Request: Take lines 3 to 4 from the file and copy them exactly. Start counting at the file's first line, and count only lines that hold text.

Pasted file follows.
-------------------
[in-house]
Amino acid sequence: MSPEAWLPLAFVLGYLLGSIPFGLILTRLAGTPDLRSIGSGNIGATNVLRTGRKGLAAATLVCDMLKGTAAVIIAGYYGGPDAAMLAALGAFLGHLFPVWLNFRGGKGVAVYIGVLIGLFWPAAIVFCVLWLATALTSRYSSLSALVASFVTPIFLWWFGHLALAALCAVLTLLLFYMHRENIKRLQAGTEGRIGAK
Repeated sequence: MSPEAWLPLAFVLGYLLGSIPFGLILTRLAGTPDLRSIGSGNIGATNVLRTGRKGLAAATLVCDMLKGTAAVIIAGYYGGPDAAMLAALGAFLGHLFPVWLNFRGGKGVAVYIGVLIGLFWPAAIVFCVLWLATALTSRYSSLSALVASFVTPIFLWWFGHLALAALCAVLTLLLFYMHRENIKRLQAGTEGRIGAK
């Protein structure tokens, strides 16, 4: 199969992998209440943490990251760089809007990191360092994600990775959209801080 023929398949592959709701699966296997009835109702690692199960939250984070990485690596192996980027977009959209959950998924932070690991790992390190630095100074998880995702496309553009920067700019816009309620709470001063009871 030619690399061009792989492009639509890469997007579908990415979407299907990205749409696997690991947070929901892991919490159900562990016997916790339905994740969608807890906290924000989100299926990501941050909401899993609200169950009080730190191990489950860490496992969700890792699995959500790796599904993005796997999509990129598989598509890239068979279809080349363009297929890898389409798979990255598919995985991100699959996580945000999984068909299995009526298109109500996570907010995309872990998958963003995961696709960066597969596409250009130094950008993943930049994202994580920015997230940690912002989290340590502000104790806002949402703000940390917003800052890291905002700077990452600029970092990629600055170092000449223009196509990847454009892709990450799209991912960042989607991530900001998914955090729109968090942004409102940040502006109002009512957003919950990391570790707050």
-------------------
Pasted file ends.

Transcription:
Repeated sequence: MSPEAWLPLAFVLGYLLGSIPFGLILTRLAGTPDLRSIGSGNIGATNVLRTGRKGLAAATLVCDMLKGTAAVIIAGYYGGPDAAMLAALGAFLGHLFPVWLNFRGGKGVAVYIGVLIGLFWPAAIVFCVLWLATALTSRYSSLSALVASFVTPIFLWWFGHLALAALCAVLTLLLFYMHRENIKRLQAGTEGRIGAK
């Protein structure tokens, strides 16, 4: 199969992998209440943490990251760089809007990191360092994600990775959209801080 023929398949592959709701699966296997009835109702690692199960939250984070990485690596192996980027977009959209959950998924932070690991790992390190630095100074998880995702496309553009920067700019816009309620709470001063009871 030619690399061009792989492009639509890469997007579908990415979407299907990205749409696997690991947070929901892991919490159900562990016997916790339905994740969608807890906290924000989100299926990501941050909401899993609200169950009080730190191990489950860490496992969700890792699995959500790796599904993005796997999509990129598989598509890239068979279809080349363009297929890898389409798979990255598919995985991100699959996580945000999984068909299995009526298109109500996570907010995309872990998958963003995961696709960066597969596409250009130094950008993943930049994202994580920015997230940690912002989290340590502000104790806002949402703000940390917003800052890291905002700077990452600029970092990629600055170092000449223009196509990847454009892709990450799209991912960042989607991530900001998914955090729109968090942004409102940040502006109002009512957003919950990391570790707050």